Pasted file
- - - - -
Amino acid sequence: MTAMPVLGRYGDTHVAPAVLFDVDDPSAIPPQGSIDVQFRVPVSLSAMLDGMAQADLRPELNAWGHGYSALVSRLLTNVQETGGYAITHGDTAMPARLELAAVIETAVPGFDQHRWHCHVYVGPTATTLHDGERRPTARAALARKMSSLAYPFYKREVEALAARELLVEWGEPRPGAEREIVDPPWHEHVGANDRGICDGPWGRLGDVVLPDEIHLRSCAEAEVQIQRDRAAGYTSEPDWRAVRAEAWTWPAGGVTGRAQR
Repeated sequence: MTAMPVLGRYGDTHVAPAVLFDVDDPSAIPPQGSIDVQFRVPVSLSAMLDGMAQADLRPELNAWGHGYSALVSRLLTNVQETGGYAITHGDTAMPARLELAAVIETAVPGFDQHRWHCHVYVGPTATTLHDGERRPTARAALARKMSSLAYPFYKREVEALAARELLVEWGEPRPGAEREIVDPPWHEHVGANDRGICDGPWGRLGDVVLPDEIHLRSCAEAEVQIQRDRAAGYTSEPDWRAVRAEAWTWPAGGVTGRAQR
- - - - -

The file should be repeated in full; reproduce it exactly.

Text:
Amino acid sequence: MTAMPVLGRYGDTHVAPAVLFDVDDPSAIPPQGSIDVQFRVPVSLSAMLDGMAQADLRPELNAWGHGYSALVSRLLTNVQETGGYAITHGDTAMPARLELAAVIETAVPGFDQHRWHCHVYVGPTATTLHDGERRPTARAALARKMSSLAYPFYKREVEALAARELLVEWGEPRPGAEREIVDPPWHEHVGANDRGICDGPWGRLGDVVLPDEIHLRSCAEAEVQIQRDRAAGYTSEPDWRAVRAEAWTWPAGGVTGRAQR
Repeated sequence: MTAMPVLGRYGDTHVAPAVLFDVDDPSAIPPQGSIDVQFRVPVSLSAMLDGMAQADLRPELNAWGHGYSALVSRLLTNVQETGGYAITHGDTAMPARLELAAVIETAVPGFDQHRWHCHVYVGPTATTLHDGERRPTARAALARKMSSLAYPFYKREVEALAARELLVEWGEPRPGAEREIVDPPWHEHVGANDRGICDGPWGRLGDVVLPDEIHLRSCAEAEVQIQRDRAAGYTSEPDWRAVRAEAWTWPAGGVTGRAQR